The Avrahamis argued they relied on the advice of McEntee, Hiller and Clark. “We have no doubt that all three were competent professionals with sufficient expertise,” the judge wrote. “McEntee is a CPA with more than 25 years of experience, Hiller is a reputable Phoenix-based estate planning attorney with more than 30 years of experience, and Clark is a New York lawyer with more than 35 years of experience who focuses her practice on small insurance companies. We also find that the Avrahamis provided their advisers with all the relevant data needed to assess the correct level of tax. The parties dispute, however, whether the Avrahamis actually relied in good faith on the advice of McEntee, Hiller and Clark.”

 

The judge agreed with the Avrahamis not to impose some accuracy-related penalties related to loans they made with the insurance company and another entity the family owned called Belly Button, but agreed with the IRS’s position on others. “Therefore the section 6662(a) penalties should not be imposed to the extent they are related to repayment of the $1.2 million loan,” the court wrote. “But there is no reasonable explanation for why any underpayment flowing from the failure to report $300,000 in interest and dividends for the overrepayment of that loan from Feedback should be penalized. The Avrahamis don’t even make that argument, so the Commissioner wins on this one. We also have the penalty related to the $200,000 distribution directly from Feedback to Mrs. Avrahami, which we held should have been reported as an ordinary dividend. The Avrahamis argue that this was an inadvertent omission caused by their accountant’s error. The Avrahamis, however, are sophisticated and successful business owners, and we find they acted at least in careless disregard of the Code in their treatment of this item.”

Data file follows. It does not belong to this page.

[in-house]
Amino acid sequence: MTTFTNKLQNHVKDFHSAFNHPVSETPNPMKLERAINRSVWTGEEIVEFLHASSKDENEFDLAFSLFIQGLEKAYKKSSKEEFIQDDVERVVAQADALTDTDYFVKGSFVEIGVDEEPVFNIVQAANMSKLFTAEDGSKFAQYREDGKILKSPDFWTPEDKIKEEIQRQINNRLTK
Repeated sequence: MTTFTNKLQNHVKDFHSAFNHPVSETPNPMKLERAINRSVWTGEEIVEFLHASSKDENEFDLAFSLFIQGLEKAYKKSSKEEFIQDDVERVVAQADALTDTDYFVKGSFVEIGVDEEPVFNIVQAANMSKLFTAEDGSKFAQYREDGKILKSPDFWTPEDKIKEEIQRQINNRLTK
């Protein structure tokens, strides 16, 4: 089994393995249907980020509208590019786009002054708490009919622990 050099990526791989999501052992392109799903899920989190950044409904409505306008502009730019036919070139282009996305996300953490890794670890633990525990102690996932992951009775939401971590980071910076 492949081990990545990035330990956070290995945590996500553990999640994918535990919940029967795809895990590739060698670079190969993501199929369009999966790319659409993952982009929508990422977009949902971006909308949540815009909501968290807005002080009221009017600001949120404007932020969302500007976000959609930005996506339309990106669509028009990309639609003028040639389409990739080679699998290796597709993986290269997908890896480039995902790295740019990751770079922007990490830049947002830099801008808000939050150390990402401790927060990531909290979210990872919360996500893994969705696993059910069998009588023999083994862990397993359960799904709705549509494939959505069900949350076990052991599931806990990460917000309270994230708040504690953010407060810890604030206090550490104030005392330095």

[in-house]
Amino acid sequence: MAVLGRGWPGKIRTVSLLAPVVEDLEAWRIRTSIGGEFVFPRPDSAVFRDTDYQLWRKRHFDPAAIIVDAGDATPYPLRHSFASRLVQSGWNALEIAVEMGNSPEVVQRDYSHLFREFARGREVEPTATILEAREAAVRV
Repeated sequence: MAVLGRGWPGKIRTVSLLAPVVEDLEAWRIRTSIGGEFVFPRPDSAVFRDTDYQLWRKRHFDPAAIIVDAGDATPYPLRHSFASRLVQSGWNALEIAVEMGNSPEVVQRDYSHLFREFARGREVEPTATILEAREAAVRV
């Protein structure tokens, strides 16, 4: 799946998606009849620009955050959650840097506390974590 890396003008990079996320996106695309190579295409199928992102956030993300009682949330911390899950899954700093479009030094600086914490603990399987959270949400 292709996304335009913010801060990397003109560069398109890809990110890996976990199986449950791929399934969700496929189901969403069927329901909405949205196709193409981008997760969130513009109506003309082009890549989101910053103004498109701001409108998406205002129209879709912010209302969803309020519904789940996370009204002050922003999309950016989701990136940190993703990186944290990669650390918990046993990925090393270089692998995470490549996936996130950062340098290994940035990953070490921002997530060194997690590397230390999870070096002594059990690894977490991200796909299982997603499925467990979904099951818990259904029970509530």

Ms. Avrahami declined to comment on the case when contacted by Accounting Today and said she wasn’t sure whether she and her husband would appeal the ruling. McEntee, Hiller and Clark did not immediately respond to requests for comment. An IRS spokesperson declined to comment, noting that federal law prohibits the IRS from commenting on any cases.

 

Tim Tarter of the law firm Woolston & Tarter, one of the litigators involved in the case who represented the Avrahamis with his partner Kacie Dillon, provided the following comment to Accounting Today: “The Avrahamis were disappointed in the Tax Court disallowing their premium deductions, but appreciated that the court did not find that their captive was a sham or find that they were negligent in deducting the premiums at issue. The Avrahamis are meeting with their advisers and considering their options going forward. It’s clear that these cases turn on their facts and additional cases will likely need to be litigated before we know what micro captives will survive court scrutiny.”

 

Reactions to Ruling